May 9, 2024 - Cirrus Clouds off Chile

Cirrus Clouds off Chile

High-altitude cirrus clouds stretched across the Pacific Ocean and central Chile on May 7, 2024. The Moderate Resolution Imaging Spectroradiometer (MODIS) on NASA’s Terra satellite acquired a true-color image of the striking cloud pattern on that same day.

The word “cirrus” is derived from the Latin word “cirro”, which means a curl of hair. It’s a good description of these high, wispy clouds which are composed of ice crystals. There are various types of cirrus clouds, but these filamentous streaks often mean bad weather is on the way, as they are the first to appear in advance of a low-pressure system, such as a mid-latitude storm.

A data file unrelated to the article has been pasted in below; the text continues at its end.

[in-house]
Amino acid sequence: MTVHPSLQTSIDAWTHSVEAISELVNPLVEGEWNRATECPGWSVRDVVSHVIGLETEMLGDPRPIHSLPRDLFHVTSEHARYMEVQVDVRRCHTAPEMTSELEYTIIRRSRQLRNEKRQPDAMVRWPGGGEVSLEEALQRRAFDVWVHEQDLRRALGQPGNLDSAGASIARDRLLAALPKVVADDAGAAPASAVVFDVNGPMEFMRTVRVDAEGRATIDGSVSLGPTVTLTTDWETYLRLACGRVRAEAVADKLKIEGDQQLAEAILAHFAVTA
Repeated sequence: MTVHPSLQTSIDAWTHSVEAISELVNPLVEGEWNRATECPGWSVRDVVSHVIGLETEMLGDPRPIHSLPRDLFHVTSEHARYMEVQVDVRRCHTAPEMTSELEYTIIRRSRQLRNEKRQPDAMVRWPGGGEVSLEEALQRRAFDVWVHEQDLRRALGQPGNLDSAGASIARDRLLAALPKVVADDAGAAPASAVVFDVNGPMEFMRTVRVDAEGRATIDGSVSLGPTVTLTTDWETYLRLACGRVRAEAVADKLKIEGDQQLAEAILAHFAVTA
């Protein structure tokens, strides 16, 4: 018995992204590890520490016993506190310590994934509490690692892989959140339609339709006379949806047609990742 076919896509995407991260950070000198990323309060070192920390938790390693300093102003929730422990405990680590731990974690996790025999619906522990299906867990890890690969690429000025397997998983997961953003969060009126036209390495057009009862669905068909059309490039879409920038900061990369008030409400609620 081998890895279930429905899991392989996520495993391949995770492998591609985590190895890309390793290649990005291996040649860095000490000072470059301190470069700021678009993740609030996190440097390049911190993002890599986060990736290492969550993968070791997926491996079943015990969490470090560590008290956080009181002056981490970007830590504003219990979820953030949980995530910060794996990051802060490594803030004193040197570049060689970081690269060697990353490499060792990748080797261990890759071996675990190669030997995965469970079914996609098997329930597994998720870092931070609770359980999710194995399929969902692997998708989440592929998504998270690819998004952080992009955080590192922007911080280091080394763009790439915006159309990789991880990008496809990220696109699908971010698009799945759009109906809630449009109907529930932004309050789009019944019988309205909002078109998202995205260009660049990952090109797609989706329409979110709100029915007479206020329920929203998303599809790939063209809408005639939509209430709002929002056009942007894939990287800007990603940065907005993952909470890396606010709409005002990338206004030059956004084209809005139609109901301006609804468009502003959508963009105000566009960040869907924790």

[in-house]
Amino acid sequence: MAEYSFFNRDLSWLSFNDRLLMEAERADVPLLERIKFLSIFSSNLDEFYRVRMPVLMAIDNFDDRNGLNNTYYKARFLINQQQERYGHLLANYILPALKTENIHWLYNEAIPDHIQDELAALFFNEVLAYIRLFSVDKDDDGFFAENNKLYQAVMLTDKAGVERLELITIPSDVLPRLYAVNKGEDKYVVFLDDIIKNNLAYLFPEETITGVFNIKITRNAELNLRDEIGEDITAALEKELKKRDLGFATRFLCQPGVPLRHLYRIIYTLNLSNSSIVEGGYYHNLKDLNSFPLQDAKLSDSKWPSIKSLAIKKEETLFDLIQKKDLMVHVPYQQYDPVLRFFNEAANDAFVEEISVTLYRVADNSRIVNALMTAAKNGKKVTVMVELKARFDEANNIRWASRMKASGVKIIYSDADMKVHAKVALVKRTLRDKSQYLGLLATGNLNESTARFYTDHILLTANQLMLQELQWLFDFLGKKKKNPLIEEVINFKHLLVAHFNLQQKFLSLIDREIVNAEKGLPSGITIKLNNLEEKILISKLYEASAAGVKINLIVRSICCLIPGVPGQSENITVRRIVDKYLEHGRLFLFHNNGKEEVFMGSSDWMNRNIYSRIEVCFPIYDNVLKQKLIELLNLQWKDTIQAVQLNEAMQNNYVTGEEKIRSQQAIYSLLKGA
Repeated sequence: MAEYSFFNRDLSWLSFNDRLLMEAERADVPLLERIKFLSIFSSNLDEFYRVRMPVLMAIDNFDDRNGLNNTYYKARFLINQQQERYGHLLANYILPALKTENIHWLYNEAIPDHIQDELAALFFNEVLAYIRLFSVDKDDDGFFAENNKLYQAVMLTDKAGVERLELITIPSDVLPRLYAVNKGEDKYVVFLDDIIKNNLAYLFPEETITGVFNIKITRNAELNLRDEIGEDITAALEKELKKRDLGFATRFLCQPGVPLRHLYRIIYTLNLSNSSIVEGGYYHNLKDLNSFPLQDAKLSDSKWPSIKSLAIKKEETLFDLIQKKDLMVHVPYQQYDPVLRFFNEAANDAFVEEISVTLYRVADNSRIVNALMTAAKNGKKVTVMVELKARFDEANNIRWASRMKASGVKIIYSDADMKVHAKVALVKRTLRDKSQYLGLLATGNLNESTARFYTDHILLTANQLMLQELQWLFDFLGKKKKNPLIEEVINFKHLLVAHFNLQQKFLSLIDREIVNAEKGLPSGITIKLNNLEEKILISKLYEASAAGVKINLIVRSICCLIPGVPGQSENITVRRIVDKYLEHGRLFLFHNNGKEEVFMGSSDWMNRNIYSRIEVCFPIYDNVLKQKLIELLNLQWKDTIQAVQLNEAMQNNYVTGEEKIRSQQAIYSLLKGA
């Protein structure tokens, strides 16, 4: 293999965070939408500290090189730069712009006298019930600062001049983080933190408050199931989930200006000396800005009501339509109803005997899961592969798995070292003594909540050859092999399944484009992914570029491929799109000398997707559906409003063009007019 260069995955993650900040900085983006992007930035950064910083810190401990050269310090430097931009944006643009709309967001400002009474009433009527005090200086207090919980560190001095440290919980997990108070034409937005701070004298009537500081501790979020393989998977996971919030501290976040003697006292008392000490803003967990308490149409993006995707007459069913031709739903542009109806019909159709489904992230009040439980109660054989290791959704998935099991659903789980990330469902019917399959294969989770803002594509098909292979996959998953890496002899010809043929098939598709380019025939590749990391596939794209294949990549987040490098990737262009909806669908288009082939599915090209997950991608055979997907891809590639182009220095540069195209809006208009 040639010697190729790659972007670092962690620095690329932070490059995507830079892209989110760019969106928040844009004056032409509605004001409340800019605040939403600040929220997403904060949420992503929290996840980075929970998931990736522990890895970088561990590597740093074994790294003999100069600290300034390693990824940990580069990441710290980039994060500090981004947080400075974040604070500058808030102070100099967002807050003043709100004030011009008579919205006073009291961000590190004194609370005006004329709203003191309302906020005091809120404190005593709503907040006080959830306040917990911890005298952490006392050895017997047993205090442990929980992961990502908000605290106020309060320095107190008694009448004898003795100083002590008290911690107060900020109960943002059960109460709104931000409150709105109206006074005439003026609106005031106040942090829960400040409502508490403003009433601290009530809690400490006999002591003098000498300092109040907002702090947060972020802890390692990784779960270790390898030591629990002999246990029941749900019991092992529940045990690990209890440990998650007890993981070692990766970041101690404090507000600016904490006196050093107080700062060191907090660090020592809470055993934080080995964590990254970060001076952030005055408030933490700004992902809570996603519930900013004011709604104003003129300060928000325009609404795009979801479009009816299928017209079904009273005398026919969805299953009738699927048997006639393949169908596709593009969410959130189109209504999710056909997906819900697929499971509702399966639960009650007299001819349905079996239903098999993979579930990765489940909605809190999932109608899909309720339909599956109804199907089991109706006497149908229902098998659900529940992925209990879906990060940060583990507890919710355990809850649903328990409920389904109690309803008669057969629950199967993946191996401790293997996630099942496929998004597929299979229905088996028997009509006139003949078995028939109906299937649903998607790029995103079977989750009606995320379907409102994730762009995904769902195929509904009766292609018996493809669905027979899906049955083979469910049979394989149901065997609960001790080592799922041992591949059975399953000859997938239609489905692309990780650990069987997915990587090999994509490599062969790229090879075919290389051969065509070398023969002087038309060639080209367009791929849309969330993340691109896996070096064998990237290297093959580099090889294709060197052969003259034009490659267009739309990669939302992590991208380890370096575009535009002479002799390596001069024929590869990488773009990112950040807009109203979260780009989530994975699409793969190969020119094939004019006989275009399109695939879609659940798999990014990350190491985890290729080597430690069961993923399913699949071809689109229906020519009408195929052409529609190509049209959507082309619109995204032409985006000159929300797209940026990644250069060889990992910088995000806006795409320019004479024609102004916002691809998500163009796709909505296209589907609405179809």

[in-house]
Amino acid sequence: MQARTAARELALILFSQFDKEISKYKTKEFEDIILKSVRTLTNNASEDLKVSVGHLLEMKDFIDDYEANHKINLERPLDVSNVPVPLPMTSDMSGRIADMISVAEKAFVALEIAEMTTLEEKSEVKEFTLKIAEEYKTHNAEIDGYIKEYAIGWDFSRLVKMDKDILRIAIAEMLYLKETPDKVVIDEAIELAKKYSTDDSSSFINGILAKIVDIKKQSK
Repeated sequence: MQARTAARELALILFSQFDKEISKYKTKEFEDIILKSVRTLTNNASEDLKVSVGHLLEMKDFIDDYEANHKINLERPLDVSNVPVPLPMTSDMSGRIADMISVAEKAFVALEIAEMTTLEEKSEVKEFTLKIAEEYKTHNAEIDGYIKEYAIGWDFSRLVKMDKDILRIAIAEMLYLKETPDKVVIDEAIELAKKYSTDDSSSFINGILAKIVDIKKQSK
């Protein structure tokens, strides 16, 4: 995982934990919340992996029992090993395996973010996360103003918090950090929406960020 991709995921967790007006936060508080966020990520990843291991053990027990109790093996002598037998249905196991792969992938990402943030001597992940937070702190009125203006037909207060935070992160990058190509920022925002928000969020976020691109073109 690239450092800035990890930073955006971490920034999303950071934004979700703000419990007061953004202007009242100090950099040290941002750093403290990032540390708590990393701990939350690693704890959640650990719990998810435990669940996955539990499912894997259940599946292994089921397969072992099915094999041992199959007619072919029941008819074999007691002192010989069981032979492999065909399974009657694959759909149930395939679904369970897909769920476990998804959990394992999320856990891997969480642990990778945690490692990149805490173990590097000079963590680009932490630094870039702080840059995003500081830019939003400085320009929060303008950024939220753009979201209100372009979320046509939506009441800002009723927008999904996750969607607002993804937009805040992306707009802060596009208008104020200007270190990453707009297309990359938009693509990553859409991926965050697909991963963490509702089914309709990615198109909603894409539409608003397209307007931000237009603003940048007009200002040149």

Such appeared to be the case with the clouds captured in this image. At the same time this image was acquired, a strong frontal system was bringing high wind and heavy snow just south of the wispy clouds. By May 8, the area near Santiago, Chile (south of the image) was blanketed under fresh snow, traffic was disrupted, and power was out for approximately 225,000 residents, according to news reports. Even further south, the same system dumped 4 feet (1.2 meters) in lower elevations and up to 8 feet (2.4 meters) in the mountains near Bariloche, Argentina.

Image Facts
Satellite: Terra
Date Acquired: 5/7/2024
Resolutions: 1km (247.5 KB), 500m (575.7 KB), 250m (1.2 MB)
Bands Used: 1,4,3
Image Credit: MODIS Land Rapid Response Team, NASA GSFC